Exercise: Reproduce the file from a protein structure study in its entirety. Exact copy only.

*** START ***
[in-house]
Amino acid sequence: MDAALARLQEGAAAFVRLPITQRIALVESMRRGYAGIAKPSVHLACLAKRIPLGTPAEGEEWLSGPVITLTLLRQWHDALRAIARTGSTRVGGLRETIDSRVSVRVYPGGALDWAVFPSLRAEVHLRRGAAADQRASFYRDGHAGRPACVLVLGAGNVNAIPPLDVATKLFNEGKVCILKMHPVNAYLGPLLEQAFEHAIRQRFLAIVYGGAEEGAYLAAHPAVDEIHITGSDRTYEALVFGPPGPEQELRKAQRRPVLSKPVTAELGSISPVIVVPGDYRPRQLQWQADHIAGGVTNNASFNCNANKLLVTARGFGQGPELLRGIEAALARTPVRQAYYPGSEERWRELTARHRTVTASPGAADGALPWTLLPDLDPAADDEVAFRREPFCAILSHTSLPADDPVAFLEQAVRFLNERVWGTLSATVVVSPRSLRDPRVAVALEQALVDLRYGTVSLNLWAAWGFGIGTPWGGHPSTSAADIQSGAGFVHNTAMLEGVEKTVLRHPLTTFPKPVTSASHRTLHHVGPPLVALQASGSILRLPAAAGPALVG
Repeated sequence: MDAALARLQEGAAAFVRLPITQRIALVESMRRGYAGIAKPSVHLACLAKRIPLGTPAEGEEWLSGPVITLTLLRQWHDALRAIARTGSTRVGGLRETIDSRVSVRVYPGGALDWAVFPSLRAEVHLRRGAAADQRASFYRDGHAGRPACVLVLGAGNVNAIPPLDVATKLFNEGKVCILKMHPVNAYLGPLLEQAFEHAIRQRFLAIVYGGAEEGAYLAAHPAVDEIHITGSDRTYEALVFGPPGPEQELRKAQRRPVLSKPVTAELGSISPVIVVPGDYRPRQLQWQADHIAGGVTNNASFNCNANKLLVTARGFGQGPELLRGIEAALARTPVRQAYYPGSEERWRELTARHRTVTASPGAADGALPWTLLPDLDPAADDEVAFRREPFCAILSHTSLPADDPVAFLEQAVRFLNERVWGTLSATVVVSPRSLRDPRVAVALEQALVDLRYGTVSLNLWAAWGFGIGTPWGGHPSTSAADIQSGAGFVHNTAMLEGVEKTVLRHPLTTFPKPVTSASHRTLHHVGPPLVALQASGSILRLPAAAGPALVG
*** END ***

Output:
[in-house]
Amino acid sequence: MDAALARLQEGAAAFVRLPITQRIALVESMRRGYAGIAKPSVHLACLAKRIPLGTPAEGEEWLSGPVITLTLLRQWHDALRAIARTGSTRVGGLRETIDSRVSVRVYPGGALDWAVFPSLRAEVHLRRGAAADQRASFYRDGHAGRPACVLVLGAGNVNAIPPLDVATKLFNEGKVCILKMHPVNAYLGPLLEQAFEHAIRQRFLAIVYGGAEEGAYLAAHPAVDEIHITGSDRTYEALVFGPPGPEQELRKAQRRPVLSKPVTAELGSISPVIVVPGDYRPRQLQWQADHIAGGVTNNASFNCNANKLLVTARGFGQGPELLRGIEAALARTPVRQAYYPGSEERWRELTARHRTVTASPGAADGALPWTLLPDLDPAADDEVAFRREPFCAILSHTSLPADDPVAFLEQAVRFLNERVWGTLSATVVVSPRSLRDPRVAVALEQALVDLRYGTVSLNLWAAWGFGIGTPWGGHPSTSAADIQSGAGFVHNTAMLEGVEKTVLRHPLTTFPKPVTSASHRTLHHVGPPLVALQASGSILRLPAAAGPALVG
Repeated sequence: MDAALARLQEGAAAFVRLPITQRIALVESMRRGYAGIAKPSVHLACLAKRIPLGTPAEGEEWLSGPVITLTLLRQWHDALRAIARTGSTRVGGLRETIDSRVSVRVYPGGALDWAVFPSLRAEVHLRRGAAADQRASFYRDGHAGRPACVLVLGAGNVNAIPPLDVATKLFNEGKVCILKMHPVNAYLGPLLEQAFEHAIRQRFLAIVYGGAEEGAYLAAHPAVDEIHITGSDRTYEALVFGPPGPEQELRKAQRRPVLSKPVTAELGSISPVIVVPGDYRPRQLQWQADHIAGGVTNNASFNCNANKLLVTARGFGQGPELLRGIEAALARTPVRQAYYPGSEERWRELTARHRTVTASPGAADGALPWTLLPDLDPAADDEVAFRREPFCAILSHTSLPADDPVAFLEQAVRFLNERVWGTLSATVVVSPRSLRDPRVAVALEQALVDLRYGTVSLNLWAAWGFGIGTPWGGHPSTSAADIQSGAGFVHNTAMLEGVEKTVLRHPLTTFPKPVTSASHRTLHHVGPPLVALQASGSILRLPAAAGPALVG